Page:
Archaic Customs and Rituals to do away with

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We have all been a part of modern-day Indian wedding ceremonies now. The bride and groom making their own vows, eco-friendly wedding gifts, and nature-inspired weddings — modern day weddings are everything but traditional. From wedding decoration, wedding invitation to wedding planning altogether, everything has taken a new route. Young couples are ready to do away with rituals and customs that they feel are weighing them down. Wedding Affair mentions some of the archaic customs and rituals that the new couples can avoid.

  1. Kanyadaan

The term is literally comprised of two words ‘Kanya’ and ‘daan’, which means the ceremony is literally about giving away the ‘Kanya’ or the maiden or the girl (like a commodity/property) as possession of somebody else from thereon.

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2. Washing Groom’s Feet

This is another ritual that is widely followed across the country. Either the bride’s father or the bride herself washes the feet of the groom once he arrives with the baraat. This ritual is illogical and highly demeaning as there is no explanation that makes sense in the current scenario to justify the ritual.

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3. Manglik Rituals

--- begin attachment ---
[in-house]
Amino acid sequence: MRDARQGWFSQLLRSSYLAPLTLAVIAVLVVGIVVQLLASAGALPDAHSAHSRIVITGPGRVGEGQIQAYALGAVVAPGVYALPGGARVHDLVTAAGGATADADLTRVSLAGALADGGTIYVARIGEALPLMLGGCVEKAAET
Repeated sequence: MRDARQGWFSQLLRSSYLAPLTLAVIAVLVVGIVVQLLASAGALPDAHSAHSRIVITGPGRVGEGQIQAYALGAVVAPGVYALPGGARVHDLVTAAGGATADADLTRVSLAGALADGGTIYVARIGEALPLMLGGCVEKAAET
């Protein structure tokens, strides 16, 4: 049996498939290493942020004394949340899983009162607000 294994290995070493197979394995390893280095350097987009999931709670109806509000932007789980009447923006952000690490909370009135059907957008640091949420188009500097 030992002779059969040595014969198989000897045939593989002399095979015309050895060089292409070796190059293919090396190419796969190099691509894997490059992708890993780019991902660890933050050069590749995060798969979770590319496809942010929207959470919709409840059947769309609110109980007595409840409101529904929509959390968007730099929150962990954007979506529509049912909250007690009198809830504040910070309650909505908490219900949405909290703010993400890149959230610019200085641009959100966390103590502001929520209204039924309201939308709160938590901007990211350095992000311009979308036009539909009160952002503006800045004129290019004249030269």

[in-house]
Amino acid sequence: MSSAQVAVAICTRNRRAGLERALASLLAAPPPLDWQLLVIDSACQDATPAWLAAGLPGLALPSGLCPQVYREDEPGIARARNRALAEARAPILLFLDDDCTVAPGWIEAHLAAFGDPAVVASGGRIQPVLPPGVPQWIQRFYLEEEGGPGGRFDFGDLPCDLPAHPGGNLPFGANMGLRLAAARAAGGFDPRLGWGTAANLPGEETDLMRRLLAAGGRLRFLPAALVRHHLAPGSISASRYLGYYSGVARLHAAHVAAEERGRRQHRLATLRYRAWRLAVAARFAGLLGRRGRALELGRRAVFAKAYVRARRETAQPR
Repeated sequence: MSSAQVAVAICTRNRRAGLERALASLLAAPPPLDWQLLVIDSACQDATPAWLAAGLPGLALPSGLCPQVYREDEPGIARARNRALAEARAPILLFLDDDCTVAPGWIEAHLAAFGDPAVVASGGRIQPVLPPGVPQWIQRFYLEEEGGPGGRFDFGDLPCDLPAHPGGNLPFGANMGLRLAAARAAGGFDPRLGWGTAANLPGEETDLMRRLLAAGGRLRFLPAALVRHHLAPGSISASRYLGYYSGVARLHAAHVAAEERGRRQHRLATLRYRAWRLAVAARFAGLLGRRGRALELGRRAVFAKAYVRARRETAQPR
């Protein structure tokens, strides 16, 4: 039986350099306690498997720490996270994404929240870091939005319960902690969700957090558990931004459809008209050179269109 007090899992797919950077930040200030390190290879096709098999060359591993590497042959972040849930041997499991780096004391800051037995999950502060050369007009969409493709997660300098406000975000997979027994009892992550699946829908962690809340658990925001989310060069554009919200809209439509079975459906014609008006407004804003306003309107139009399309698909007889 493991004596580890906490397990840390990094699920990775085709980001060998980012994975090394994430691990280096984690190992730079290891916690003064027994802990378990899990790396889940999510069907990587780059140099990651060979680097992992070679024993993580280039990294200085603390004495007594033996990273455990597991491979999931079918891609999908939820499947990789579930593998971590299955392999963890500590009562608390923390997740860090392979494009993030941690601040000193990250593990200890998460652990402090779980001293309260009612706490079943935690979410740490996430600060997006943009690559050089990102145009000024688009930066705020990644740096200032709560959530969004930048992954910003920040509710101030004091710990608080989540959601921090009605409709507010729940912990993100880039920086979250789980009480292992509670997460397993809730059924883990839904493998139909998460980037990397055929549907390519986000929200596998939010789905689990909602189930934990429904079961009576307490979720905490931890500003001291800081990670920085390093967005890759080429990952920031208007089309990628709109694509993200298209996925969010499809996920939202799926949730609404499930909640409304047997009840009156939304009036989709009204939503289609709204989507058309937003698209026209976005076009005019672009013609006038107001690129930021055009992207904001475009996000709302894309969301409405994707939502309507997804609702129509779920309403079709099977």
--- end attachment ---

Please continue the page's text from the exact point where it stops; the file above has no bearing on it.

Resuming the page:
When a girl or a boy has a Manglik kundali, his/her life has to go through a few roller coasters before they finally get married. People are made to marry a peepul tree or even a dog to get rid of the Manglik dosh, which is totally ridiculous and absurd.

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4. Kashi Yatra

It is believed in many Indian cultures that a man, once at a mature age, has either of the two options. First, to go on a Kashi yatra in the perusal of more knowledge; where he gives up all the worldly pleasures for the ultimate gift of knowledge. Or the second option, to become a gruhastha, a family man, post marrying a girl. This entire choice is reflected in the ritual a groom performs during the wedding. He pretends to leave just before the wedding and the bride’s father has to convince him to adopt a grihastha life instead of going for a Kashi Yatra.

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Enough has been said about it. Why should the woman’s side of the family bear expenses and present gifts to the groom’s side when they are already giving away their daughter? Although, against the law now, many people still practise it across the country.

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